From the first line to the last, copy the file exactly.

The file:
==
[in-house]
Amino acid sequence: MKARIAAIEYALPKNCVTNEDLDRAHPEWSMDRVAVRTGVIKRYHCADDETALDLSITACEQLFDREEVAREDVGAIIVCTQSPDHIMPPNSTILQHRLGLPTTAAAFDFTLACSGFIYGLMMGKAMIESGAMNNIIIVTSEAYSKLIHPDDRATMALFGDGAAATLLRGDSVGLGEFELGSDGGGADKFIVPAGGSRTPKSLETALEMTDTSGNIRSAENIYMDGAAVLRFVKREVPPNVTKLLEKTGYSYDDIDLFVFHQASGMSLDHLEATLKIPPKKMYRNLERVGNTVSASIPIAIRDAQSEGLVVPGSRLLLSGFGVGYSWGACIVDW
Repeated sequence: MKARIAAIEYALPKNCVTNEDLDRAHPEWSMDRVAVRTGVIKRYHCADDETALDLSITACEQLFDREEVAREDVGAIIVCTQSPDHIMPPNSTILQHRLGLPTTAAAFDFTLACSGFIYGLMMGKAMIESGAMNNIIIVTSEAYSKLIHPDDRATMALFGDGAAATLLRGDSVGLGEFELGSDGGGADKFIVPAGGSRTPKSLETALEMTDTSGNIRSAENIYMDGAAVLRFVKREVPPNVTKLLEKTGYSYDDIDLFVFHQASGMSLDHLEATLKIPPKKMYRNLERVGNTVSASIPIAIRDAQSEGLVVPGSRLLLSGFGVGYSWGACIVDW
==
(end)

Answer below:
[in-house]
Amino acid sequence: MKARIAAIEYALPKNCVTNEDLDRAHPEWSMDRVAVRTGVIKRYHCADDETALDLSITACEQLFDREEVAREDVGAIIVCTQSPDHIMPPNSTILQHRLGLPTTAAAFDFTLACSGFIYGLMMGKAMIESGAMNNIIIVTSEAYSKLIHPDDRATMALFGDGAAATLLRGDSVGLGEFELGSDGGGADKFIVPAGGSRTPKSLETALEMTDTSGNIRSAENIYMDGAAVLRFVKREVPPNVTKLLEKTGYSYDDIDLFVFHQASGMSLDHLEATLKIPPKKMYRNLERVGNTVSASIPIAIRDAQSEGLVVPGSRLLLSGFGVGYSWGACIVDW
Repeated sequence: MKARIAAIEYALPKNCVTNEDLDRAHPEWSMDRVAVRTGVIKRYHCADDETALDLSITACEQLFDREEVAREDVGAIIVCTQSPDHIMPPNSTILQHRLGLPTTAAAFDFTLACSGFIYGLMMGKAMIESGAMNNIIIVTSEAYSKLIHPDDRATMALFGDGAAATLLRGDSVGLGEFELGSDGGGADKFIVPAGGSRTPKSLETALEMTDTSGNIRSAENIYMDGAAVLRFVKREVPPNVTKLLEKTGYSYDDIDLFVFHQASGMSLDHLEATLKIPPKKMYRNLERVGNTVSASIPIAIRDAQSEGLVVPGSRLLLSGFGVGYSWGACIVDW